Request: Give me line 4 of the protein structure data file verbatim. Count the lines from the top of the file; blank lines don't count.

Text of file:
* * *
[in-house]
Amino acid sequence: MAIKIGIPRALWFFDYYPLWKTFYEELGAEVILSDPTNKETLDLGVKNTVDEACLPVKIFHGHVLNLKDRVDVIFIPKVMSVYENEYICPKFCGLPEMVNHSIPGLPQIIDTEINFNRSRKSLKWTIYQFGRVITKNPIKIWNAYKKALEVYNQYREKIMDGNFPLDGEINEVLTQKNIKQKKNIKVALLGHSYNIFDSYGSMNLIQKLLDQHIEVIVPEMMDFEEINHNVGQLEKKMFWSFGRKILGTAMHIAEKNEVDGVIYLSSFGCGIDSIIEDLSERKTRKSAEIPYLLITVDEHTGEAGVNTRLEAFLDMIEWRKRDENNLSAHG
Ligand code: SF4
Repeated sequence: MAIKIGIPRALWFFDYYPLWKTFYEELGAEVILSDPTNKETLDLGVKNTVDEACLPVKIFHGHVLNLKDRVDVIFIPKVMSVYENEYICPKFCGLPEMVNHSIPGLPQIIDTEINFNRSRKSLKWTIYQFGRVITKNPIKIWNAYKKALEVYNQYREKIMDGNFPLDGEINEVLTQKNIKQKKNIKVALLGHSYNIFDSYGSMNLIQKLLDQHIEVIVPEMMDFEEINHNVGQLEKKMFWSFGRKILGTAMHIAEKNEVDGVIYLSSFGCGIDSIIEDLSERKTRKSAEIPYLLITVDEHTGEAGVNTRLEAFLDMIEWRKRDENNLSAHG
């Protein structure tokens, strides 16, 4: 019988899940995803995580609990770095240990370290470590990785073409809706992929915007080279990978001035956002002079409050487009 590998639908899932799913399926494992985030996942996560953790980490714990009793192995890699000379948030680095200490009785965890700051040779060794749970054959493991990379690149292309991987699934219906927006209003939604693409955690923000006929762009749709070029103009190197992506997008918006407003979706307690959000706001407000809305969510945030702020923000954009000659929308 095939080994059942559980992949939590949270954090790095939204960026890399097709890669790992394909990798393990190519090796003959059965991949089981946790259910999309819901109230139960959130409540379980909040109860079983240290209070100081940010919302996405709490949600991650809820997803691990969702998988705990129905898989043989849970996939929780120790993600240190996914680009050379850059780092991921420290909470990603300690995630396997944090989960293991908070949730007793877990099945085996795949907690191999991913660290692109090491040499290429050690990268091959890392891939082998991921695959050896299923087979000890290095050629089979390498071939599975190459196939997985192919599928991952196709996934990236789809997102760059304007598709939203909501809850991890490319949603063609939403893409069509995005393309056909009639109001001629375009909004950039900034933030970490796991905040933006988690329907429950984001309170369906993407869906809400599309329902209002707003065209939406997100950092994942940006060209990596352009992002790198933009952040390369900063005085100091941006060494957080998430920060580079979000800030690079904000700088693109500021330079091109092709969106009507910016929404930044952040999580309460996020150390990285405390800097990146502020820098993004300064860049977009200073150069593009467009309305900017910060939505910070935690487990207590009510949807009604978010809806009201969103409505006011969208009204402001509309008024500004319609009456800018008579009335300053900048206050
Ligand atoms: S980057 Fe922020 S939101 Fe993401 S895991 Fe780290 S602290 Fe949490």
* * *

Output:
Repeated sequence: MAIKIGIPRALWFFDYYPLWKTFYEELGAEVILSDPTNKETLDLGVKNTVDEACLPVKIFHGHVLNLKDRVDVIFIPKVMSVYENEYICPKFCGLPEMVNHSIPGLPQIIDTEINFNRSRKSLKWTIYQFGRVITKNPIKIWNAYKKALEVYNQYREKIMDGNFPLDGEINEVLTQKNIKQKKNIKVALLGHSYNIFDSYGSMNLIQKLLDQHIEVIVPEMMDFEEINHNVGQLEKKMFWSFGRKILGTAMHIAEKNEVDGVIYLSSFGCGIDSIIEDLSERKTRKSAEIPYLLITVDEHTGEAGVNTRLEAFLDMIEWRKRDENNLSAHG